Volume 116, Number 2, October 2016
|Number of page(s)||7|
|Section||Interdisciplinary Physics and Related Areas of Science and Technology|
|Published online||23 November 2016|
Frequency locking in auditory hair cells: Distinguishing between additive and parametric forcing
1 Department of Physics, Ben-Gurion University of the Negev - Beer-Sheva, Israel
2 Physics Department, Nuclear Research Center Negev - P.O. Box 9001, Beer-Sheva 84190, Israel
3 Department of Physics and Astronomy and California NanoSystems Institute, University of California Los Angeles Los Angeles, CA, 90025, USA
4 Department of Solar Energy and Environmental Physics, Swiss Institute for Dryland Environmental and Energy Research, Blaustein Institutes for Desert Research, Ben-Gurion University of the Negev, Sede Boqer Campus 8499000 Midreshet Ben-Gurion, Israel
Received: 26 June 2016
Accepted: 2 November 2016
The auditory system displays remarkable sensitivity and frequency discrimination, attributes shown to rely on an amplification process that involves a mechanical as well as a biochemical response. Models that display proximity to an oscillatory onset (also known as Hopf bifurcation) exhibit a resonant response to distinct frequencies of incoming sound, and can explain many features of the amplification phenomenology. To understand the dynamics of this resonance, frequency locking is examined in a system near the Hopf bifurcation and subject to two types of driving forces: additive and parametric. Derivation of a universal amplitude equation that contains both forcing terms enables a study of their relative impact on the hair cell response. In the parametric case, although the resonant solutions are 1 : 1 frequency locked, they show the coexistence of solutions obeying a phase shift of π, a feature typical of the 2 : 1 resonance. Different characteristics are predicted for the transition from unlocked to locked solutions, leading to smooth or abrupt dynamics in response to different types of forcing. The theoretical framework provides a more realistic model of the auditory system, which incorporates a direct modulation of the internal control parameter by an applied drive. The results presented here can be generalized to many other media, including Faraday waves, chemical reactions, and elastically driven cardiomyocytes, which are known to exhibit resonant behavior.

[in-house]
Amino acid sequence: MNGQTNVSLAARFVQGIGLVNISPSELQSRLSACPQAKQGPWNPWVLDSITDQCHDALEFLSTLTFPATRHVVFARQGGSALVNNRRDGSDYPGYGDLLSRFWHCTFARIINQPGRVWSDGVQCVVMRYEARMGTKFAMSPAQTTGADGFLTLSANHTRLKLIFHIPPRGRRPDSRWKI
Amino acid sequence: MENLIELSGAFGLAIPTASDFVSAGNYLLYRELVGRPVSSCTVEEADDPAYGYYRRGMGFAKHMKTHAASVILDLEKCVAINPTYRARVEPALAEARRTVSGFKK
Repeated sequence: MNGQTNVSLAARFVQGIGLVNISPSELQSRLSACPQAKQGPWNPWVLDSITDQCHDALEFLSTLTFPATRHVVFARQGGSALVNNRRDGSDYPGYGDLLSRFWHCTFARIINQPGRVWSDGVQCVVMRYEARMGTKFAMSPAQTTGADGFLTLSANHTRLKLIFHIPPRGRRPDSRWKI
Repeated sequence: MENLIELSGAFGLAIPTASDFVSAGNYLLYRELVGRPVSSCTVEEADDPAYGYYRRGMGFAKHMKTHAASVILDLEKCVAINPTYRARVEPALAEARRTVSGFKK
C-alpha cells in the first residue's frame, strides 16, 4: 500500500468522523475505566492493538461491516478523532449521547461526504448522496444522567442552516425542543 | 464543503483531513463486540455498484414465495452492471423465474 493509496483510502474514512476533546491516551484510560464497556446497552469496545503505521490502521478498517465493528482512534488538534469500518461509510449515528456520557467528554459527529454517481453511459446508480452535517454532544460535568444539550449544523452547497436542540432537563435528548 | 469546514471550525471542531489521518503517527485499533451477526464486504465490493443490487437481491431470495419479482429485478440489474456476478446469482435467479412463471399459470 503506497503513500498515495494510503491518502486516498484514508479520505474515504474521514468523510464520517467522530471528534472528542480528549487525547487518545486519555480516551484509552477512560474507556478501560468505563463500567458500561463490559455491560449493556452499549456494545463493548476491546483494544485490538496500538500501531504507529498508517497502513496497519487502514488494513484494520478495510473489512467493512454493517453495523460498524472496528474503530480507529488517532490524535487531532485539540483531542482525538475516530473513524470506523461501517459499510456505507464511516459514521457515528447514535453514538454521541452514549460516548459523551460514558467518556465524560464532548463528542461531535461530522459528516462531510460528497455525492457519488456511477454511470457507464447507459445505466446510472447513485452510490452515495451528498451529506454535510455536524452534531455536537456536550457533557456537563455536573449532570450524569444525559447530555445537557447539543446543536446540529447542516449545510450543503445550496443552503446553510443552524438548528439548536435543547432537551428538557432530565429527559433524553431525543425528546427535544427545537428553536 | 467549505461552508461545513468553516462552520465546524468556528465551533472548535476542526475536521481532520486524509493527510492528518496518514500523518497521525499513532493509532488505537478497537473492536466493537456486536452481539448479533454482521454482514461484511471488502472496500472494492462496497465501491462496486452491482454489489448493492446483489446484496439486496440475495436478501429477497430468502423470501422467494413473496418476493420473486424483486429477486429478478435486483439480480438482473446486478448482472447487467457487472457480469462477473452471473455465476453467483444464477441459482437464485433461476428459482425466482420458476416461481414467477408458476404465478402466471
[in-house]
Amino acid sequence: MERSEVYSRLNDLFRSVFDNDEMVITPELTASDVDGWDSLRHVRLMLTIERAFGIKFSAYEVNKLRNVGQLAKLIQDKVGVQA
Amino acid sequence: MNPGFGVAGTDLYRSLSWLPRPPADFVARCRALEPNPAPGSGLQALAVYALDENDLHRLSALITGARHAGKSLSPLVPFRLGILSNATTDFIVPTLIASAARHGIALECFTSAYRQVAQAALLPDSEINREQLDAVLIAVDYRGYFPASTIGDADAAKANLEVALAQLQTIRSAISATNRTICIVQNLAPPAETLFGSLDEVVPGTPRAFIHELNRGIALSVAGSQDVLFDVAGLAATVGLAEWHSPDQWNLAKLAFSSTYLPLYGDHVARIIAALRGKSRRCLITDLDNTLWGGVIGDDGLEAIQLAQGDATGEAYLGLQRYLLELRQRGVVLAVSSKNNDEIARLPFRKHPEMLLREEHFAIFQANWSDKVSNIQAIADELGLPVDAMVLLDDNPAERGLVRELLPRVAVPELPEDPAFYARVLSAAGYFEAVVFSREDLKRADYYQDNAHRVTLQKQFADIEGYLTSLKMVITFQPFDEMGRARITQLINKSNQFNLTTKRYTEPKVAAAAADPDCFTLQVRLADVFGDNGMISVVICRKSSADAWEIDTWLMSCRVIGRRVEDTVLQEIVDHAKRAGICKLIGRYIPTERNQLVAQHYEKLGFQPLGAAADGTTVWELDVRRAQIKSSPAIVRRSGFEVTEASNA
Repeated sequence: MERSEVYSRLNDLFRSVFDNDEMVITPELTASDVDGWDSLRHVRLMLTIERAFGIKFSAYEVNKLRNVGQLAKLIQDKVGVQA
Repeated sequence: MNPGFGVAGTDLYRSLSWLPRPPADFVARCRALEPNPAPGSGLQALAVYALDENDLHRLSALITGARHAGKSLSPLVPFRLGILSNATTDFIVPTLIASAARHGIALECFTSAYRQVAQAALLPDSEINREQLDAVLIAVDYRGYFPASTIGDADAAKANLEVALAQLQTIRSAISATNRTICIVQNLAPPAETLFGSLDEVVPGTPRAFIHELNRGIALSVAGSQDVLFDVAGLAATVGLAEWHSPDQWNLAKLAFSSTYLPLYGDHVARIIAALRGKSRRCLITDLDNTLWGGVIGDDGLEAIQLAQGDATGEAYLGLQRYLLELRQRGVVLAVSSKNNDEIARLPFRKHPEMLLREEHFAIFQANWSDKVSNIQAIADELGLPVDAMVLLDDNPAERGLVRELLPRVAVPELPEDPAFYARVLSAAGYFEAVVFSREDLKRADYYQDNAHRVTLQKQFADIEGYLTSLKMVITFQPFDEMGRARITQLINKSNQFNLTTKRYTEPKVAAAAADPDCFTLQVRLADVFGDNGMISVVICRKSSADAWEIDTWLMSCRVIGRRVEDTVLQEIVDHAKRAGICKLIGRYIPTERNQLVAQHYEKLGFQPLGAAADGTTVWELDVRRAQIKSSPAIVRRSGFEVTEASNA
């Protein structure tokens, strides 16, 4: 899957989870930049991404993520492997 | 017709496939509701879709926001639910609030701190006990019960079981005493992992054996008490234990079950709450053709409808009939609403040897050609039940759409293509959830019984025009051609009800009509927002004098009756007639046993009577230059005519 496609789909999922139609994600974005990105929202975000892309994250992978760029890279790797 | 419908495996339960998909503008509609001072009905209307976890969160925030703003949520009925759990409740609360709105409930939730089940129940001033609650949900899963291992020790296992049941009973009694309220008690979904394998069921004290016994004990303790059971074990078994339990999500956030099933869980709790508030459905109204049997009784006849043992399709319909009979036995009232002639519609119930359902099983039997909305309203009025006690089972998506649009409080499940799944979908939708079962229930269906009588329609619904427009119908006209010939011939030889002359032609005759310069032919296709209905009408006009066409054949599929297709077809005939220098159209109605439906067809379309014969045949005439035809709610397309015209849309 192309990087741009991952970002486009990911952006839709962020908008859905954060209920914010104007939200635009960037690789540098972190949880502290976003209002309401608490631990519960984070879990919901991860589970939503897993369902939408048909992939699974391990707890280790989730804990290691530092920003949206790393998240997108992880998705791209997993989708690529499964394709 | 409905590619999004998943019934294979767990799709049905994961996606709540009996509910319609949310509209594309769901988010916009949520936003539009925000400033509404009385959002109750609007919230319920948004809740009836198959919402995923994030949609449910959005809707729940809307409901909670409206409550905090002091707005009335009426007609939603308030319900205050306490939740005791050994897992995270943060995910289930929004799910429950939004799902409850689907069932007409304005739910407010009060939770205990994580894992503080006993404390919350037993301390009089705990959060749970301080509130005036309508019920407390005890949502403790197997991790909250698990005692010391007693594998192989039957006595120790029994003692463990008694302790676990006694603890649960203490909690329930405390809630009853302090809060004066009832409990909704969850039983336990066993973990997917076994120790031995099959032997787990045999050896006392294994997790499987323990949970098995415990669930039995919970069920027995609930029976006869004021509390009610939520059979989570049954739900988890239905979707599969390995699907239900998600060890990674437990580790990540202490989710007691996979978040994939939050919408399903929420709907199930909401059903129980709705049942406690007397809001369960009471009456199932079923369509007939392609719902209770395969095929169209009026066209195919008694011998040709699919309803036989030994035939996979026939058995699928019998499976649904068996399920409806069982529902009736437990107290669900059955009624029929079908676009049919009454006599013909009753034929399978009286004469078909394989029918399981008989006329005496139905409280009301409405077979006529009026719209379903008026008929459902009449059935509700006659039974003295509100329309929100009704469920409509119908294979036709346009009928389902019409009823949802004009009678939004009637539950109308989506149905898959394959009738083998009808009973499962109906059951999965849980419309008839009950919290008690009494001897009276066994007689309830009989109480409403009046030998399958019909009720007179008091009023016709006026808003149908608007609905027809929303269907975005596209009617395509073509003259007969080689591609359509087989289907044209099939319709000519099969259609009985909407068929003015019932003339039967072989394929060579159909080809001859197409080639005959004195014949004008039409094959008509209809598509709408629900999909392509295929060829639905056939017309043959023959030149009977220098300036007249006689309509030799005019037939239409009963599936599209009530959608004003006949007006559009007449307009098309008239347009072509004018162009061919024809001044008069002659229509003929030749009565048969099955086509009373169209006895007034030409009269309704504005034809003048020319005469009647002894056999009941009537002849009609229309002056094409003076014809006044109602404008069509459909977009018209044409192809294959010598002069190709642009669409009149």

PACS: 87.19.lt – Sensory systems: visual, auditory, tactile, taste, and olfaction / 05.45.-a – Nonlinear dynamics and chaos / 87.10.Pq – Elasticity theory
© EPLA, 2016
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